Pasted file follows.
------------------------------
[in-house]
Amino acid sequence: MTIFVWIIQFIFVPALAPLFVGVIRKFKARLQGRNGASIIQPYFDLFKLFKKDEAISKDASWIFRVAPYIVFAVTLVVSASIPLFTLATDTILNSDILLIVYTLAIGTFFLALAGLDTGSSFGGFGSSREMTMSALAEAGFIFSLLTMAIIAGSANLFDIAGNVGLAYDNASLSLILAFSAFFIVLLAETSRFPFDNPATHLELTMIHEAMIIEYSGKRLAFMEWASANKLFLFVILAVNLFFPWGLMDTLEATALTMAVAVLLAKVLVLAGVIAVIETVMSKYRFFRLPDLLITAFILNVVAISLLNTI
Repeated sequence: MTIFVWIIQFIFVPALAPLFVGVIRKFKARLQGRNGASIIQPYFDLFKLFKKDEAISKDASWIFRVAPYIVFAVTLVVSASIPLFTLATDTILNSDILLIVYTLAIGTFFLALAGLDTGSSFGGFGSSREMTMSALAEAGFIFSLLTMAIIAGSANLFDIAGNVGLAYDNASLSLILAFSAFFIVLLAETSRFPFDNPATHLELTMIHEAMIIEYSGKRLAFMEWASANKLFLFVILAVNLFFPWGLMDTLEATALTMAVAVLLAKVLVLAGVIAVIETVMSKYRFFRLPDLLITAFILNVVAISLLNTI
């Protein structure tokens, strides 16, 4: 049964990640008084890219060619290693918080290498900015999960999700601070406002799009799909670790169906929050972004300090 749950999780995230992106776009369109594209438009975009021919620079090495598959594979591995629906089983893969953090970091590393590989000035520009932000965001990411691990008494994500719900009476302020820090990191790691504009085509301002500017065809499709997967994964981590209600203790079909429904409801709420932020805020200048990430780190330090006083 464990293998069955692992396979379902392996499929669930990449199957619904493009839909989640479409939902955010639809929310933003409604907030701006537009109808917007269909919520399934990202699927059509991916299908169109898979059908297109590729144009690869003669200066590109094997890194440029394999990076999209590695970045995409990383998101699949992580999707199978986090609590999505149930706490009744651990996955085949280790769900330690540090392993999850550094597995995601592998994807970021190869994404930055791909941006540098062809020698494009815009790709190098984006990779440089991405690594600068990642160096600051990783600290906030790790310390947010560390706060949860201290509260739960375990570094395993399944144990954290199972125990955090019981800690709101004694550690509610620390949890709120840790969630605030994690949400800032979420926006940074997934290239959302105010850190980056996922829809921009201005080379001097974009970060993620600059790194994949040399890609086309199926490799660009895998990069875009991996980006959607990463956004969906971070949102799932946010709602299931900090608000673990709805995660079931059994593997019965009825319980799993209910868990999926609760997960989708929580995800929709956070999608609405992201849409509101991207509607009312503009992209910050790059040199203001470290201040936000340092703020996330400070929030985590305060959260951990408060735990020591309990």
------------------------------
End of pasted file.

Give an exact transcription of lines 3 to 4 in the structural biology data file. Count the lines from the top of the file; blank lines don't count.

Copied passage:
Repeated sequence: MTIFVWIIQFIFVPALAPLFVGVIRKFKARLQGRNGASIIQPYFDLFKLFKKDEAISKDASWIFRVAPYIVFAVTLVVSASIPLFTLATDTILNSDILLIVYTLAIGTFFLALAGLDTGSSFGGFGSSREMTMSALAEAGFIFSLLTMAIIAGSANLFDIAGNVGLAYDNASLSLILAFSAFFIVLLAETSRFPFDNPATHLELTMIHEAMIIEYSGKRLAFMEWASANKLFLFVILAVNLFFPWGLMDTLEATALTMAVAVLLAKVLVLAGVIAVIETVMSKYRFFRLPDLLITAFILNVVAISLLNTI
């Protein structure tokens, strides 16, 4: 049964990640008084890219060619290693918080290498900015999960999700601070406002799009799909670790169906929050972004300090 749950999780995230992106776009369109594209438009975009021919620079090495598959594979591995629906089983893969953090970091590393590989000035520009932000965001990411691990008494994500719900009476302020820090990191790691504009085509301002500017065809499709997967994964981590209600203790079909429904409801709420932020805020200048990430780190330090006083 464990293998069955692992396979379902392996499929669930990449199957619904493009839909989640479409939902955010639809929310933003409604907030701006537009109808917007269909919520399934990202699927059509991916299908169109898979059908297109590729144009690869003669200066590109094997890194440029394999990076999209590695970045995409990383998101699949992580999707199978986090609590999505149930706490009744651990996955085949280790769900330690540090392993999850550094597995995601592998994807970021190869994404930055791909941006540098062809020698494009815009790709190098984006990779440089991405690594600068990642160096600051990783600290906030790790310390947010560390706060949860201290509260739960375990570094395993399944144990954290199972125990955090019981800690709101004694550690509610620390949890709120840790969630605030994690949400800032979420926006940074997934290239959302105010850190980056996922829809921009201005080379001097974009970060993620600059790194994949040399890609086309199926490799660009895998990069875009991996980006959607990463956004969906971070949102799932946010709602299931900090608000673990709805995660079931059994593997019965009825319980799993209910868990999926609760997960989708929580995800929709956070999608609405992201849409509101991207509607009312503009992209910050790059040199203001470290201040936000340092703020996330400070929030985590305060959260951990408060735990020591309990």